Welcome to the bay

Trial and error

College. A confusing mix of muddled parts. A puzzle that doesn’t completely fit together. A wrong turn here or there. And while using the navigation to get to your final destination, you may have to be rerouted.

I was never lucky enough to stay in one place for the majority of my life. Over the course of my childhood, we moved from Texas to Seattle to Tennessee. From 5 years old to 15, Tennessee was home. Then, my family relocated to Michigan in the middle of my high school career. Getting acclimated to a new high school in a new state felt surreal, like I had two different lives in two separate places.

I did not feel rooted to any place growing up. So naturally, as a high school senior applying to college, I had no idea what I wanted to do or where I wanted to be. My parents, being California natives, had always wanted to go back, and I, being a frequent visitor, could definitely see myself as a California girl.

So I reached out to schools in Northern and Southern California as well as in Michigan. Unfortunately, I had convinced myself not to apply for University of Michigan. I didn’t feel like the smartest or the best or the bravest. Truth be told, I felt that I wouldn’t succeed because I felt that I would be left behind.

I don’t know about you, but I am good at convincing myself to not do things. I don’t like to take risks. This may seem weird for someone who has had to move and encounter new things as frequently as I have. But I was forced to put myself out there.

I have been learning that it’s okay to step a little outside of my comfort zone in order to grow.

But then, I didn’t dare put myself out there for University of Michigan. As I had expected, I got a handful of rejections and a few acceptances from the other schools that I had applied to. Soon, when I felt like all the doors had closed and all I could see were pale gold and maroon lights for the dismal Central Michigan, light was shed on the Bay Area, on UC Berkeley.

California. The dream.

In the spring of my senior year of high school, I came to the bay for my spring break. When I set foot on campus, everything felt right. I felt hope, like I had found a new home.

UC Berkeley was the best public school in the nation. I was frightened out of my mind, and those feelings of inadequacy were present in my early undergraduate years. In my first year at UC Berkeley, I struggled to pass my stats class, and I had to enroll in college writing. I saw failure looming in the distance. As a hopeful English major, I was devastated. I really second-guessed my ability to be a writer, to be successful in this environment.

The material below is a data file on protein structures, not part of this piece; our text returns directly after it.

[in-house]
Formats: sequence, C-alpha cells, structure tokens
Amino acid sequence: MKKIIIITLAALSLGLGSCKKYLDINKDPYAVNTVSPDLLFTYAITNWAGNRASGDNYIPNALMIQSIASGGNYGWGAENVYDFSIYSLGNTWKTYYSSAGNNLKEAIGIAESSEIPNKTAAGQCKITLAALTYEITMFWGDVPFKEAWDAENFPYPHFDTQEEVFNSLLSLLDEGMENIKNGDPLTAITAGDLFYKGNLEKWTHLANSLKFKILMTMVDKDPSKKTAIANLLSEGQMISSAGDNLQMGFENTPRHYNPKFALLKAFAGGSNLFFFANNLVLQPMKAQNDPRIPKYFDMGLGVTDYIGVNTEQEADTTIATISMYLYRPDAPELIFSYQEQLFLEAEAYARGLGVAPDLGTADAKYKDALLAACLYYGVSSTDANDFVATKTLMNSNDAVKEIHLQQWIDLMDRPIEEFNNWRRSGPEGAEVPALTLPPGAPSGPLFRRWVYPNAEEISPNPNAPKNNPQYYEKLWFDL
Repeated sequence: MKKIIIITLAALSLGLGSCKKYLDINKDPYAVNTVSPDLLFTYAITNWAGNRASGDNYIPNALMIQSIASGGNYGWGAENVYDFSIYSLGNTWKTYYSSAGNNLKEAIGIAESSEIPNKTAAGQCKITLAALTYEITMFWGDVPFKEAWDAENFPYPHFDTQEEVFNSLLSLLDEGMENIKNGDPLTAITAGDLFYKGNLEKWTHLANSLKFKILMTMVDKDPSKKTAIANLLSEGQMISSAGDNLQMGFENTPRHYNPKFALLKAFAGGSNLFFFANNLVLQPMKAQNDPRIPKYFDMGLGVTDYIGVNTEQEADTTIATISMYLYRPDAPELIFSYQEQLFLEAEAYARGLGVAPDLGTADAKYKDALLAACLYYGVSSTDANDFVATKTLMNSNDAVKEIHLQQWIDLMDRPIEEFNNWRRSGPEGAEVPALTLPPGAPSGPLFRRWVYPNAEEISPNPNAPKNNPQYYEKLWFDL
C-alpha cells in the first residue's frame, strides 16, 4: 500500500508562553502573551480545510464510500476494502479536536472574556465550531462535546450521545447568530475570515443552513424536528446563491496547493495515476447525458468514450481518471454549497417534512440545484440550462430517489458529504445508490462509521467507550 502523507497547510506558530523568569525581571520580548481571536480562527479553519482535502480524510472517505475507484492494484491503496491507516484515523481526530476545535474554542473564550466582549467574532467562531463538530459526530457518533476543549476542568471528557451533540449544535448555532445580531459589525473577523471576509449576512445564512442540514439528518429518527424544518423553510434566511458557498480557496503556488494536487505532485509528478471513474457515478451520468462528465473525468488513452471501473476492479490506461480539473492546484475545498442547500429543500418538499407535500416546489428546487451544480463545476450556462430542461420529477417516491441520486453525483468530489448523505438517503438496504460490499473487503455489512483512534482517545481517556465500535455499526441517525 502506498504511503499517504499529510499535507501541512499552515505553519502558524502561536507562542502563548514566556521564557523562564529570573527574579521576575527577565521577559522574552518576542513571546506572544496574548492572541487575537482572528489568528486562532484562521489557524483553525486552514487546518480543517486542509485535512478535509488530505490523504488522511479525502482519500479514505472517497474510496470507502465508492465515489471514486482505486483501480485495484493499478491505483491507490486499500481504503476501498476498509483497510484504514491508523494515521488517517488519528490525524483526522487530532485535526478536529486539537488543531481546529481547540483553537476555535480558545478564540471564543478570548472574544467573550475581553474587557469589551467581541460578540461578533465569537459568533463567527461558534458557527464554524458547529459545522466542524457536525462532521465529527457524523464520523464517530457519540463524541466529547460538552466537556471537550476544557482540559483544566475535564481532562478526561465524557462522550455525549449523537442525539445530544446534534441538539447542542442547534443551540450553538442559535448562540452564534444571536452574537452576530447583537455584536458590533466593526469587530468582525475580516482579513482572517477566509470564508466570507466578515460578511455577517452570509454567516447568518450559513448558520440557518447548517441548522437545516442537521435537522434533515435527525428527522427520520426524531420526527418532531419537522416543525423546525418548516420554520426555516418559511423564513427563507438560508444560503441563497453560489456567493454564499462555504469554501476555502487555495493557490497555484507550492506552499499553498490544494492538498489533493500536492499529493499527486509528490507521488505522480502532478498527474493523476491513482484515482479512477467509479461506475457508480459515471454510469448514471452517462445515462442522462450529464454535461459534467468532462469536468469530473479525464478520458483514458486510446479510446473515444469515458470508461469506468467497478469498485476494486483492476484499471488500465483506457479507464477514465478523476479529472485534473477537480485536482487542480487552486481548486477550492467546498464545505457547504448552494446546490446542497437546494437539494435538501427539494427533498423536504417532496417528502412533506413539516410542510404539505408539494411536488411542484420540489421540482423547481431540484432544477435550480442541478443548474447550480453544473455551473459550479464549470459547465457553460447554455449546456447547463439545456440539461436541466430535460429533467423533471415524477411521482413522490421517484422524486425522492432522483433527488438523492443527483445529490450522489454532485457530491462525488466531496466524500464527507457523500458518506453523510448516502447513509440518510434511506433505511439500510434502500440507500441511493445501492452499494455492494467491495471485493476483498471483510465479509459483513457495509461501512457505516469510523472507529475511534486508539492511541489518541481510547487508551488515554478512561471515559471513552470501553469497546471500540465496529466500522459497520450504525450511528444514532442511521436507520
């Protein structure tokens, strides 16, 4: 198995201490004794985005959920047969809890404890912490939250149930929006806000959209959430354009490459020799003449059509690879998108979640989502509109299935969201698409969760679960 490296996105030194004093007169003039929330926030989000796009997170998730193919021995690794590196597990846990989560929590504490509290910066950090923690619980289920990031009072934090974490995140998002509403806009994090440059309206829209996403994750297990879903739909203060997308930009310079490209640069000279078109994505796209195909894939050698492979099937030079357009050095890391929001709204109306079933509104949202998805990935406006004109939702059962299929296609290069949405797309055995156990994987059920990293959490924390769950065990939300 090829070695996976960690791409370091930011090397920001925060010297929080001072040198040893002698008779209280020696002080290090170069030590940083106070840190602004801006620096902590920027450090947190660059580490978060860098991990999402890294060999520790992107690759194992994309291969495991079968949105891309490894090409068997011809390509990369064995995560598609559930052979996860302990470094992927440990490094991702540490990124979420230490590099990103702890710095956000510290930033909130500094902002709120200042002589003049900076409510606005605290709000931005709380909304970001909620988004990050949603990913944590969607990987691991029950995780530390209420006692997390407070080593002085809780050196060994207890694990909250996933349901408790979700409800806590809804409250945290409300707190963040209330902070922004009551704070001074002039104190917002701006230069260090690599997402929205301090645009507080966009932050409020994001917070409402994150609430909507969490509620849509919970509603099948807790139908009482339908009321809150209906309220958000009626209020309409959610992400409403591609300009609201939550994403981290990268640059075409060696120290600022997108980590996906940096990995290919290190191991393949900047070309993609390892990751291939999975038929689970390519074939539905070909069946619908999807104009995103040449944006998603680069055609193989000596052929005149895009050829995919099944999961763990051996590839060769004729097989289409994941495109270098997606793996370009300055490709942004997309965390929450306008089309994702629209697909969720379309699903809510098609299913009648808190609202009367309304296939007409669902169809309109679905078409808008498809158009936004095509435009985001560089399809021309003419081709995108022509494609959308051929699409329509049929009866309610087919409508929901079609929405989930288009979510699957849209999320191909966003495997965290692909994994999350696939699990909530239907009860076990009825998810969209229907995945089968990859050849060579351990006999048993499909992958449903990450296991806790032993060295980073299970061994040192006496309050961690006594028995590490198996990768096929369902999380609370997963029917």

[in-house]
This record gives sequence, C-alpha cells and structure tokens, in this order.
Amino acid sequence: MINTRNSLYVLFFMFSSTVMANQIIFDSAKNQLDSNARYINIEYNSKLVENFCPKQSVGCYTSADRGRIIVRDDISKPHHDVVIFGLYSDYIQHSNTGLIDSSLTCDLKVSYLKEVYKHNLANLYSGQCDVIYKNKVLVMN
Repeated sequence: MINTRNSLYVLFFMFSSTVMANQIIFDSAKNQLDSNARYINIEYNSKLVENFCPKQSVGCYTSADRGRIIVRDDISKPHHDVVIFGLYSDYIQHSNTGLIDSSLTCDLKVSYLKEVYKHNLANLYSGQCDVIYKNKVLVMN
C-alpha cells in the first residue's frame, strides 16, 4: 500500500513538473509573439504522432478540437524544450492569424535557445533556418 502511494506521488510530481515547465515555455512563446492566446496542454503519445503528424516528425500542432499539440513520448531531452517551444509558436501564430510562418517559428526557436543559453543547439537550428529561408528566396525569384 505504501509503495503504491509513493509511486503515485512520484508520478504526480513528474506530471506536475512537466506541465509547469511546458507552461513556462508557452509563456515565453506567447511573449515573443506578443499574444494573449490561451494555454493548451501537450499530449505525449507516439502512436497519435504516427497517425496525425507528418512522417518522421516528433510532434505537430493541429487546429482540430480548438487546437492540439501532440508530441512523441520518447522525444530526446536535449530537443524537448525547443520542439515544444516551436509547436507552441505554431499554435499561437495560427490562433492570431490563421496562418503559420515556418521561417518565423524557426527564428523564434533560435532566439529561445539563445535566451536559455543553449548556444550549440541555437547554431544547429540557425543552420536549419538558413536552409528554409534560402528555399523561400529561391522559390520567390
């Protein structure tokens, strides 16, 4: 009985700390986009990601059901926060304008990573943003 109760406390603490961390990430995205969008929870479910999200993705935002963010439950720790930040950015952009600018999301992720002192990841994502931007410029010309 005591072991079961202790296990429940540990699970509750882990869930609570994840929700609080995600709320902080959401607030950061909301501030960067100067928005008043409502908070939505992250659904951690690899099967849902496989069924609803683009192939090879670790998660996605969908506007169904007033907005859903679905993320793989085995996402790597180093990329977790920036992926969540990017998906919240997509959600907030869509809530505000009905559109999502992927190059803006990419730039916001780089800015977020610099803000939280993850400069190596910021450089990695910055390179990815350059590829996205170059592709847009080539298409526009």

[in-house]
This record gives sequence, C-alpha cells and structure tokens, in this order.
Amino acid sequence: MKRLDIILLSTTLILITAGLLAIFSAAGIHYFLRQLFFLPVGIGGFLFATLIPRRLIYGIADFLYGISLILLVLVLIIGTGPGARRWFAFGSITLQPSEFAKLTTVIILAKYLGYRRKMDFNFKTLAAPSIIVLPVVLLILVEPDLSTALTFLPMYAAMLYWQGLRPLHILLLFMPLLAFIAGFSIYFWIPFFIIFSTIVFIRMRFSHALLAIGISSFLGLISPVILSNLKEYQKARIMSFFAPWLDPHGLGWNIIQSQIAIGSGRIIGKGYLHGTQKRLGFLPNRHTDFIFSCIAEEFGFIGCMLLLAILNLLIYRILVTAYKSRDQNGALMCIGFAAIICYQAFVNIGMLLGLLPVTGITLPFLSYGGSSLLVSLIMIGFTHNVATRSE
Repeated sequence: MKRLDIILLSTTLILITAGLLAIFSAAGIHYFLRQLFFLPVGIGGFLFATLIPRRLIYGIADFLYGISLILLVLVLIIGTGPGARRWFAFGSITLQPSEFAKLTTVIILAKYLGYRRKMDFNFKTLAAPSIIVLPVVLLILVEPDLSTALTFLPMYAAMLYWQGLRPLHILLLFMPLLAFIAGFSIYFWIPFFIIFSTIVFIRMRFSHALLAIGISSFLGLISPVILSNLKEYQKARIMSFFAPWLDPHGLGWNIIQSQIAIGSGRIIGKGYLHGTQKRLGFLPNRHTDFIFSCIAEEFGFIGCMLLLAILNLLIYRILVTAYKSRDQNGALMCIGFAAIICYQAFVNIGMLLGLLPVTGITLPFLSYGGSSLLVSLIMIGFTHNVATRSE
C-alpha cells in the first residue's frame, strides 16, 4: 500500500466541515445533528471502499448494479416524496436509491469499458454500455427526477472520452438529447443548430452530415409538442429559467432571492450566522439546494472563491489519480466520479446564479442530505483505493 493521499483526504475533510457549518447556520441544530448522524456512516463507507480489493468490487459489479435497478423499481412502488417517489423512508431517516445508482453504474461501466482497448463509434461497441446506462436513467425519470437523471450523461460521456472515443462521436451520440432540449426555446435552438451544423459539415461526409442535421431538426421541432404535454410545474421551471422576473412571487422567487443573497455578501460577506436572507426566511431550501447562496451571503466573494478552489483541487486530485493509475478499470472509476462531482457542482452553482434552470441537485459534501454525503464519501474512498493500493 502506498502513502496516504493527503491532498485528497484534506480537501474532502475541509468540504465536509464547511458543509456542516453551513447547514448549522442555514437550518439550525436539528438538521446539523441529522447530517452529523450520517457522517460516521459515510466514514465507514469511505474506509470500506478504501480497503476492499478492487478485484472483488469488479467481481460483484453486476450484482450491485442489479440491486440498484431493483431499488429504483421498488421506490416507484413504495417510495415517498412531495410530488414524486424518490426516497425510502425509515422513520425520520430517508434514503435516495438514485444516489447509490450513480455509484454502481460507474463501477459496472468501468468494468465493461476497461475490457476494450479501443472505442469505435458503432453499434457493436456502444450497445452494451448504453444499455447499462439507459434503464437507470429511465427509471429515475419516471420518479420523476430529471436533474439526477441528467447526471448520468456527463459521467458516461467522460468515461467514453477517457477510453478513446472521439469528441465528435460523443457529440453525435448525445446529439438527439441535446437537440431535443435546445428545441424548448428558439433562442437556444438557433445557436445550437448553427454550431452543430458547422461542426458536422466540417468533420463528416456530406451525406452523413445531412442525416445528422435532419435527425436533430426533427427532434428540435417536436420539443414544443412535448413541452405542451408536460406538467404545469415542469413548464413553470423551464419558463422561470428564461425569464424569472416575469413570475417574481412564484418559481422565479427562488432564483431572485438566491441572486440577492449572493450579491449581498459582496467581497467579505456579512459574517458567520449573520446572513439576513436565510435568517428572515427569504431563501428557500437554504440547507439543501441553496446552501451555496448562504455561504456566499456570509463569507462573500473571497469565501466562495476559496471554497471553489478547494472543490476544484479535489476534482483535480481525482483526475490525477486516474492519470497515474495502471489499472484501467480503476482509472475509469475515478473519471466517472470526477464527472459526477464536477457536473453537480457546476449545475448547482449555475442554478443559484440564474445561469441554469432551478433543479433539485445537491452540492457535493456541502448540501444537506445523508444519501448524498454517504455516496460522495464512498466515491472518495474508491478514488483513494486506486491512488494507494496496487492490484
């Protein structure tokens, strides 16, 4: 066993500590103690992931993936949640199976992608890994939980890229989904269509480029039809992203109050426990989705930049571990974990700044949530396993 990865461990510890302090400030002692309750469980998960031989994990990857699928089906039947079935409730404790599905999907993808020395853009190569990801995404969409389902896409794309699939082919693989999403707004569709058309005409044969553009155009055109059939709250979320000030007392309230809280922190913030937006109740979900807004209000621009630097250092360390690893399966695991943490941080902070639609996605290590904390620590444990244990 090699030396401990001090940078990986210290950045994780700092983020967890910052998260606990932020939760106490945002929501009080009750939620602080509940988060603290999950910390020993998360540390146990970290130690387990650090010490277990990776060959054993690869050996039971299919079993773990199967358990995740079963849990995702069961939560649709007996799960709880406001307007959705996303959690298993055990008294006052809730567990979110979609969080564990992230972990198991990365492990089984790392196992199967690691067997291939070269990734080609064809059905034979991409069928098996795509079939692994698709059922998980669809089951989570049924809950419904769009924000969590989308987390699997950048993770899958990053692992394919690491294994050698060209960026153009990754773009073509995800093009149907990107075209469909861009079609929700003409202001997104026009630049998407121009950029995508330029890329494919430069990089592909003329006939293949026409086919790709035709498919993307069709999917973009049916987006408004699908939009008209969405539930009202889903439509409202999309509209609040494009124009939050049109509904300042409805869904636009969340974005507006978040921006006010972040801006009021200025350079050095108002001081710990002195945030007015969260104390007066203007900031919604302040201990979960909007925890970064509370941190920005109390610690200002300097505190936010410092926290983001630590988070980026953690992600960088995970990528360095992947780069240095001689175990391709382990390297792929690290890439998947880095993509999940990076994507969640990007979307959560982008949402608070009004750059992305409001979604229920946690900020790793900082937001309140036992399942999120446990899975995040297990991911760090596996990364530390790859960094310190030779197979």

Sometimes I still do.

Now, going into my fourth year at UC Berkeley, successful for the most part and with a smile, I can’t believe that I didn’t feel smart enough to do well at University of Michigan. My decision not to apply to that school might have been one of the best decisions I have made. Because, here I am. One more year and I will be a graduate from the University of California, Berkeley, the No. 1 public university in the world, as the token phrase goes. I will have passed courses that I never thought I could. I will have forged my way through Berkeley Fiction Review and the Blue & Gold Yearbook. I will have had a truly unique life experience that no one can take away from me. Because I earned it.

This summer I will be writing about the choices we make and how they define us. Because we may define ourselves by the school we go to, our major, our job, our sport. These things are important but they aren’t the whole picture. We are constantly shaped by the choices we do or do not make. This is the process of trial and error.

Even though I don’t like taking risks, I find myself taking a lot of them, finding myself in new situations and places that I have never been before. That is how I’ve grown.

And I am writing this to all of you who feel significantly less than not good enough, to those who feel like drifters, disappointers or bad decision-makers. I am you and you are me. Take a risk, even if you don’t feel qualified. You never know when it may be your chance to bask in the sun.

Morgan Robertson writes the Wednesday column on risk-taking. Contact her at [email protected].